These are absolutely eye-opening.  First of all, I really get a kick out of Stan’s writing.  He is over the top and grandiose, and it is totally entertaining.  He even gives some of the credit to the various artists who helped define Marvel’s iconic characters; actually, he praises them pretty highly, but I know by that time Jack Kirby had already left Marvel and there was some bad blood.  Still, he’s got a sense of humor – “…so I could add the little dialogue balloons and captions with which I’ve spent a lifetime cluttering up the illustrations of countless long-suffering artists.”  It’s obvious to me even in the mid-70s as Marvel was continuing to rise that Stan was something of a legend in his own mind (or at least wanted to appear that way).  He also takes a pretty cheap shot at DC when describing the thought process behind Iron Man – “As far as I knew, there had never been a costumed comicbook character who was a wealthy and successful businessman.”  Really, Stan?  Somehow you’ve never heard of Batman?  Or maybe Green Arrow?

Granted, some parts of this writing are painful – concerning the naming of the X-men, “…women’s lib wasn’t an issue in those days, and nobody would fault us for the fact that we were callously ignoring the female member of the team – unintentionally to be sure.”  Um, I am fairly certain in 1963 women’s liberation was in fact an issue, and a growing one, even if it didn’t reach the hallowed halls of Marvel’s boys’ club Bullpen.  I should mention though that Marvel Girl was strong enough to show the boys of the manor what was what in her first appearance.  Still, ouch…  Some parts are tongue-in-cheek honest – “Touched by your entreaties, warmed by your enthusiasm, and spurred on by our own gnawing greed…”  And some parts are really enlightening.  For example, the Silver Surfer was apparently an afterthought by Jack Kirby as he and Stan worked on developing Galactus as a Fantastic Four villain.  Kirby just thought Galactus would have a herald, and Stan ran with it.  Concerning Dr. Doom – “Sometimes you’re lucky.  Sometimes you hit a homer first time at bat.”  Can’t argue with that.

These books also highlight Stan’s alliteration fetish and why so many of his heroes/villains have such obvious names.  He says it’s because he likes a name that instantly conjures up a mental image.  Green Goblin, Silver Surfer, Red Skull… he’s got a point.  People who know nothing about those characters can make a guess.  “Seeking a name that suggested lethal menace, I latched onto the word ‘doom…’  Doom Man didn’t seem to do the trick, and Mister Doom didn’t quite have it.  Professor Doom just left me cold, while even the alliterative Donald Doom fell a little short.  But then, scant seconds before I’d be forced to resort to Doom the Dentist, I had it!  Doctor Doom!”  By the by, this means that in my “Conversations that May Have Happened,” I wasn’t actually too far off of the creative process.  I am both elated and somewhat disturbed by this.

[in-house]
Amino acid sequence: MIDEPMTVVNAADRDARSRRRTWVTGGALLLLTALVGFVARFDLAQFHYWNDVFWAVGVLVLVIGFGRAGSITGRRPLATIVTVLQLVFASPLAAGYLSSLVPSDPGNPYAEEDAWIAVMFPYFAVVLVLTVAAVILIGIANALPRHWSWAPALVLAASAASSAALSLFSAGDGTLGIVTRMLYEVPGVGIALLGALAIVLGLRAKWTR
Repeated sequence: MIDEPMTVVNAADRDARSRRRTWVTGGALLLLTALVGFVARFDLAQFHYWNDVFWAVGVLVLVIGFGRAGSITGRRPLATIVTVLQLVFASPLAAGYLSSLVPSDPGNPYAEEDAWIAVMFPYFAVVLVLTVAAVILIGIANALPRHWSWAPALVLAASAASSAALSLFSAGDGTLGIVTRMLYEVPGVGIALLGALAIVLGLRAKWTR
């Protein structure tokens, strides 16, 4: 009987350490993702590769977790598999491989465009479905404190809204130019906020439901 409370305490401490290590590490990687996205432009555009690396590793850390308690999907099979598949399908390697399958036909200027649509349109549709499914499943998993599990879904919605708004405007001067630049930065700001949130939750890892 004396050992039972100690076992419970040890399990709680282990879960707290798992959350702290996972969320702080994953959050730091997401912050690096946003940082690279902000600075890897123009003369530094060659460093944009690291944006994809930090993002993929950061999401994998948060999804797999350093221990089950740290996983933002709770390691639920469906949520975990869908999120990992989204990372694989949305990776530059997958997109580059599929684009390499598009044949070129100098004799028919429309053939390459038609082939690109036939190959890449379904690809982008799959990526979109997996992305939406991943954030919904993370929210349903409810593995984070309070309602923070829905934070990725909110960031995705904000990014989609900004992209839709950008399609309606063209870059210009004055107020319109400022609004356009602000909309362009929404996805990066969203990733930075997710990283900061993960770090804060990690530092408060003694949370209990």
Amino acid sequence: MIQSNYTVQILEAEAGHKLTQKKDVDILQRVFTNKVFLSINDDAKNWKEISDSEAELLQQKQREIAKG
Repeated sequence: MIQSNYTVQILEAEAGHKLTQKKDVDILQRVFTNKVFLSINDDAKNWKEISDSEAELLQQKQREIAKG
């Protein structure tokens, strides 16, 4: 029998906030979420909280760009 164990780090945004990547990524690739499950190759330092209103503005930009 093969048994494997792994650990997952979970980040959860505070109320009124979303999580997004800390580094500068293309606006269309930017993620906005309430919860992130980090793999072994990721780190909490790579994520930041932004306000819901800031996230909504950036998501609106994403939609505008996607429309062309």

The books also give insight on Marvel’s continuity snarls.  Most of the heroes were introduced in origin story comics, but not so much the villains.  Marvel was churning out comics, so villains were introduced to give the hero something to do, but each appearance of the villain made an origin story more difficult to produce because of further constraints.  On the Green Goblin – “Hence, a new character will suddenly pop up in any given story, all set to challenge a hero, fullblown and itching for a fight, with none of us realizing that we’ll be wishing, in years to come, that we had provided an origin tale at the start, which would make life a zillion times easier for me at a time like this.”  Here Stan means trying to recount origin stories, which in the book results in a first appearance comic followed by the actual origin comic which was written sometime later.  Of course, in the case of Dormamuu, they painted themselves into that corner knowingly.

I also have a new appreciation for the artwork.  It is amazing to me in some of the comics presented the difference just a few years (like four or five) can make.  I like Kirby and Ditko’s work, I do, but Gene Colan’s thinner pencil lines look so much more modern, and the difference between Iron Man’s first appearance and his appearance merely four years later is just astounding.  I also appreciate the difficulty of drawing an abstract idea.  Poor Ditko drew the short straw on how the heck to draw the Dark Dimension, but he produced something quite otherworldly.  No one can draw tech like Kirby could.  His SHIELD helicarrier puts a Protoss carrier to shame.

But mostly I like how Stan thinks about his creation.  He says more than a few times that sometimes his creations got away from him (and his co-creators).  He says they set out to write one story and ended up with something else because it felt right.  Now, I’m not sure I agree that my characters ever get out of hand like that and take a life of their own, but I do agree that sometimes the character does dictate the story.  And I totally agree with his view on villainy – “You’ve probably noticed that we always try to motivate our miscreant as much as we do our hero.  We hate to have a varlet doing evil just for the sake of being naughty.  We try to indicate why he does the things he does, what made him the way he is.  And, wherever possible, we may even let him exhibit some decent, likable traits.  In the magic world of Marvel, not even supervillains need be all bad, just as our superheroes are rarely all good; they usually display some natural human failings.”